the monitoring turned off as requested, but if you have any trouble pressing the button will turn it back on
and call in the guards."
The interview room was more comfortable than the rest of the prison they had seen, it was carpeted. Two
padded chairs sat at one side of a table. On the other, on a bare metal seat, sat Natalia Marchero. She was in
her late thirties, dressed in the same prison overalls they had seen in the dining area. Black shoulder-length
hair surrounded a harsh face that stared at the wall, paying no attention to the two men who had just entered
the room and sat down opposite her.
"Hello," Jalsa tried.
No response. No sign that she had heard them.
Williams ventured "You'll have something to say soon."
Once again, nothing.
"Or you'll probably wind up dead," he added.
This time there was a slight shrug and a twitch of the mouth that might have been a sarcastic smirk.
"Not from us," Jalsa pointed out.
"We've an odd situation here, you see," Williams mused. "Normally, cooperation might result in you
being given greater privileges, transferal to a lower security facility, that type of thing."
"In this case failure to help will result in that move," Jalsa told her.
This seemed to be taken more seriously. Marchero spoke for the first time. "So you say."
"Believe me, we have the authority to do that," said Jalsa. "Do you think we would be here if we didn't?"
"You going to talk, then?"
"I conspired with pirates to steal from him. You should already know that."
"Come on, you know we don't care about that. We're more interested in why you are here, watched
around the clock."
"I suppose he holds grudges."
"To the extent of trying to have you killed twice? It's not as if he even lost much that time."
"Some people aren't very forgiving."
"Or don't like people on the loose who know things someone doesn't want known," Williams pointed out.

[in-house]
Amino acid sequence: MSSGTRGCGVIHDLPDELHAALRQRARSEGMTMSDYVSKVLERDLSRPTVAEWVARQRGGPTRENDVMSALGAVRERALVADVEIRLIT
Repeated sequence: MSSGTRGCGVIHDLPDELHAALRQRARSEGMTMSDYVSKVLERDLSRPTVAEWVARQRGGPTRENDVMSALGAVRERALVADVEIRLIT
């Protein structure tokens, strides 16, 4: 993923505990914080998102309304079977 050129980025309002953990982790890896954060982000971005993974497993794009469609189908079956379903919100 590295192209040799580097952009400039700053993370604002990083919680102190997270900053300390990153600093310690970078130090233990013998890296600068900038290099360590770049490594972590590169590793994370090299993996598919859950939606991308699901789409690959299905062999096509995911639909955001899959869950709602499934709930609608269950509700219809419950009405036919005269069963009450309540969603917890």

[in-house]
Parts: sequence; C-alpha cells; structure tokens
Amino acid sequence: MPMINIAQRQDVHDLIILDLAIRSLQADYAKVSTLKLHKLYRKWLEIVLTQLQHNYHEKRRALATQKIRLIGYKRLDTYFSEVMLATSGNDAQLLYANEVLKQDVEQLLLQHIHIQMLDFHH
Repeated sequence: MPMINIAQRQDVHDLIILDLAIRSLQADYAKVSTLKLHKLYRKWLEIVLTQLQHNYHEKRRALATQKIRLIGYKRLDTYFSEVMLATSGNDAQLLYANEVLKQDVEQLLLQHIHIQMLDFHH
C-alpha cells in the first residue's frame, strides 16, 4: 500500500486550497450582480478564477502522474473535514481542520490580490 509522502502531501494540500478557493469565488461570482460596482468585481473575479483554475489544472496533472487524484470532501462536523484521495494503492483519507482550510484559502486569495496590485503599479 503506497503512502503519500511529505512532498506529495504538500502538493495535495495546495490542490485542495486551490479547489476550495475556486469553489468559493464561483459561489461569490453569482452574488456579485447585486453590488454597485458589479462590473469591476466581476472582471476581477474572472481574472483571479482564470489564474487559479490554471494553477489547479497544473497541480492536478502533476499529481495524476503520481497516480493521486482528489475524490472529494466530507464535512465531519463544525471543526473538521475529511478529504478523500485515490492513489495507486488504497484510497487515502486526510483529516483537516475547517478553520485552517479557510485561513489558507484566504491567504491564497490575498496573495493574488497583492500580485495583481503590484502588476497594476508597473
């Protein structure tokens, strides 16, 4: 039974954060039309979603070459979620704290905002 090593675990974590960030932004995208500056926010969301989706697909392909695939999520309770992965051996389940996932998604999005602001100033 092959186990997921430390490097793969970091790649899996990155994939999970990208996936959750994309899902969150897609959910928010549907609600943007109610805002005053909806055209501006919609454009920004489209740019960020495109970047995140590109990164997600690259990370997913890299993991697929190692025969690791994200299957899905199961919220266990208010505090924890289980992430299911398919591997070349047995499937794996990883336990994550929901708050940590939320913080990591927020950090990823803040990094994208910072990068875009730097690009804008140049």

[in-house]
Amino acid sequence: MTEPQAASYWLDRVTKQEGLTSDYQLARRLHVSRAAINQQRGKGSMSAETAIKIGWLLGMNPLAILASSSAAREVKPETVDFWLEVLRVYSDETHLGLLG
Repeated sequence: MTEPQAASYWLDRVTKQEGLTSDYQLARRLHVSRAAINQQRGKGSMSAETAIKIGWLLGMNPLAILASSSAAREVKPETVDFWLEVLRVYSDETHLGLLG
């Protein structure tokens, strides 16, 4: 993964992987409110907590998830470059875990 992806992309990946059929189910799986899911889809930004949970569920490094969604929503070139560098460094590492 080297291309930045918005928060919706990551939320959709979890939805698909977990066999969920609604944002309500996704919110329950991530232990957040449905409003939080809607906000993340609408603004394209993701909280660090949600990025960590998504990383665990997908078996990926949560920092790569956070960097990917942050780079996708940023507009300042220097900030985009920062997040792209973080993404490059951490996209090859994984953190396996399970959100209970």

"You were on one of his ships. It sometimes made diversions to somewhere when travelling from Esdi.
"Yeah, right," Marchero snorted. "You saying that because it was late? That ship was a badly-maintained
flying bucket. The cargo loaders on Esdi are are clumsy and lazy, and often damaged things in the process.
The damage claims against them are probably on file somewhere. Damaged ship equals late ship. OK?"
"Not really. Low security still beckons," Williams said.
"Oh, fine, I'm a witchhunt victim. Drowned to prove I'm innocent, just because your guesswork falls short
of reality. Enough!" She stood up and threw her chair back.
"Sit down!" Jalsa barked at her.
"Why? I've lost all incentive to do a thing you say. You're going to get me killed anyway."
Jalsa held up his hand as if signalling Marchero to wait. "You've only heard one side of our offer so far,"
he said in a carefully controlled voice, not very successfully concealing impatience and anger. "The other
side is out of prison altogether. With a changed identity. In any part of the galaxy you care to name."
Marchero did not sit back down, but went and stood leaning against the corner of the room. "You're still
assuming that I know whatever it is you're after."
"True. But I think it's quite safe to assume that the ship was late for a better reason than carelessness on